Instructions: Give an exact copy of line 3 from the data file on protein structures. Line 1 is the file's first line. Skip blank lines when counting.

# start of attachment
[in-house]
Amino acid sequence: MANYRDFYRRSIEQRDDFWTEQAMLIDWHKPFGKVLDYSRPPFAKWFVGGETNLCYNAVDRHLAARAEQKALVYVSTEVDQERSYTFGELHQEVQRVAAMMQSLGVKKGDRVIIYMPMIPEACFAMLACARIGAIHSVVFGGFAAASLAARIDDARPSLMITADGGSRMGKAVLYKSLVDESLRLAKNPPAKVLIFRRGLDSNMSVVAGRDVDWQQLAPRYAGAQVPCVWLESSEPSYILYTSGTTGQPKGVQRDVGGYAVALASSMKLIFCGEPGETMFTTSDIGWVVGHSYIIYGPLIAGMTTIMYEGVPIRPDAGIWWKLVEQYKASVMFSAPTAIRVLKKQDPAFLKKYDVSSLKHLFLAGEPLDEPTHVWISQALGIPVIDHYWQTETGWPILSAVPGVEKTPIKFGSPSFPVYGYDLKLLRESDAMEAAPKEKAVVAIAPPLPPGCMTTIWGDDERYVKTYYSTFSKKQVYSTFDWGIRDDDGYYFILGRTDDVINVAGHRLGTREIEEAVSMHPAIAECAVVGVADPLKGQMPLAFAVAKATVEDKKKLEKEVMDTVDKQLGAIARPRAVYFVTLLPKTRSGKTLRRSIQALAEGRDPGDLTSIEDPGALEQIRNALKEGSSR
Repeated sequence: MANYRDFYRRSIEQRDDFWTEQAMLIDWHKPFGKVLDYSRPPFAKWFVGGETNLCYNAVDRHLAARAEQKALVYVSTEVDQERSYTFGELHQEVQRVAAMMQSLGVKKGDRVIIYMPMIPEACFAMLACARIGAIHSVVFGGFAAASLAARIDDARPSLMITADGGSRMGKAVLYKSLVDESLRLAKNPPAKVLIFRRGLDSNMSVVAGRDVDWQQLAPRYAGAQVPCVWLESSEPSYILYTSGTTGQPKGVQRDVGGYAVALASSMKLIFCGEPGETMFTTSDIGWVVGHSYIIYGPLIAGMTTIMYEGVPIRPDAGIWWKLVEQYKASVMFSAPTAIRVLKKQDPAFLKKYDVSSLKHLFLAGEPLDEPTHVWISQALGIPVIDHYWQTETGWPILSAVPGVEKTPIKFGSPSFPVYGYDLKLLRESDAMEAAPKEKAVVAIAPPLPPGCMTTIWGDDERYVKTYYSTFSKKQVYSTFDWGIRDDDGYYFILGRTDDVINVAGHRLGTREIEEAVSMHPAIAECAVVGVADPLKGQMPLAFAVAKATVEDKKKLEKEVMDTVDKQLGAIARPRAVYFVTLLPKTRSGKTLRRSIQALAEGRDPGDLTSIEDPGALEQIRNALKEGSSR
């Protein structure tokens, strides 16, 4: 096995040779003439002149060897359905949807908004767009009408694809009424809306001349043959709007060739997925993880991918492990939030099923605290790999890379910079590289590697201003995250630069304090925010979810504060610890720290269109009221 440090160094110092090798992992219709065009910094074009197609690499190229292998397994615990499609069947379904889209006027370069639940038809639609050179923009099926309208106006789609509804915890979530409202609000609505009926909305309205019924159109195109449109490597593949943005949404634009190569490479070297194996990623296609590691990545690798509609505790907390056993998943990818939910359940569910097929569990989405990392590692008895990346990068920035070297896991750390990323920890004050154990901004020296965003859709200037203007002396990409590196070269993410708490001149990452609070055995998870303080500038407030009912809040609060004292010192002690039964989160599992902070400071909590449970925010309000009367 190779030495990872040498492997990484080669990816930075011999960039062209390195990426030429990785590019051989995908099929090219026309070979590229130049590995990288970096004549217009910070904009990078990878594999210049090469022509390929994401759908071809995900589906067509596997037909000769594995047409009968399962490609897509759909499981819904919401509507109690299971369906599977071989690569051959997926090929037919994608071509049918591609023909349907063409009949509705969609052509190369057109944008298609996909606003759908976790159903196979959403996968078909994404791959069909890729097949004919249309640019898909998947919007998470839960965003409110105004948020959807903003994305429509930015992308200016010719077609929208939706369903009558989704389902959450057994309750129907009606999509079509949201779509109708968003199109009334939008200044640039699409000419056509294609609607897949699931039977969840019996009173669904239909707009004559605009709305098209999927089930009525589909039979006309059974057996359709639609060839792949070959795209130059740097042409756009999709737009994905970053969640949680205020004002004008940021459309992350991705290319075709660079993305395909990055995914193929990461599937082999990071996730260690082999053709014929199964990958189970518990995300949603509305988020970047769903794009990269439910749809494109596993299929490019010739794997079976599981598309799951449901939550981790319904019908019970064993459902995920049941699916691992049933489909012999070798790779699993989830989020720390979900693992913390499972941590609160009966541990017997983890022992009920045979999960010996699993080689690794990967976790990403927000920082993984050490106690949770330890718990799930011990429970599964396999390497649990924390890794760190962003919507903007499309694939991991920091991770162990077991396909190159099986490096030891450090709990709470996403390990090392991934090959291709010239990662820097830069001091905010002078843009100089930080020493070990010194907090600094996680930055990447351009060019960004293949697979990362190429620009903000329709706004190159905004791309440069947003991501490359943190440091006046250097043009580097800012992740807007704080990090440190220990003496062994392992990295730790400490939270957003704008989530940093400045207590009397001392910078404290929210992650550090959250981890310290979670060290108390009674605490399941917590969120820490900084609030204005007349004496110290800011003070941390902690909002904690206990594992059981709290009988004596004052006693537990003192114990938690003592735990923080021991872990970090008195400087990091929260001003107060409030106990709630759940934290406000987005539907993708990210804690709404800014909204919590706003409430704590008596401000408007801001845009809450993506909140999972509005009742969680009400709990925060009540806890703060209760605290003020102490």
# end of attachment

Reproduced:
Repeated sequence: MANYRDFYRRSIEQRDDFWTEQAMLIDWHKPFGKVLDYSRPPFAKWFVGGETNLCYNAVDRHLAARAEQKALVYVSTEVDQERSYTFGELHQEVQRVAAMMQSLGVKKGDRVIIYMPMIPEACFAMLACARIGAIHSVVFGGFAAASLAARIDDARPSLMITADGGSRMGKAVLYKSLVDESLRLAKNPPAKVLIFRRGLDSNMSVVAGRDVDWQQLAPRYAGAQVPCVWLESSEPSYILYTSGTTGQPKGVQRDVGGYAVALASSMKLIFCGEPGETMFTTSDIGWVVGHSYIIYGPLIAGMTTIMYEGVPIRPDAGIWWKLVEQYKASVMFSAPTAIRVLKKQDPAFLKKYDVSSLKHLFLAGEPLDEPTHVWISQALGIPVIDHYWQTETGWPILSAVPGVEKTPIKFGSPSFPVYGYDLKLLRESDAMEAAPKEKAVVAIAPPLPPGCMTTIWGDDERYVKTYYSTFSKKQVYSTFDWGIRDDDGYYFILGRTDDVINVAGHRLGTREIEEAVSMHPAIAECAVVGVADPLKGQMPLAFAVAKATVEDKKKLEKEVMDTVDKQLGAIARPRAVYFVTLLPKTRSGKTLRRSIQALAEGRDPGDLTSIEDPGALEQIRNALKEGSSR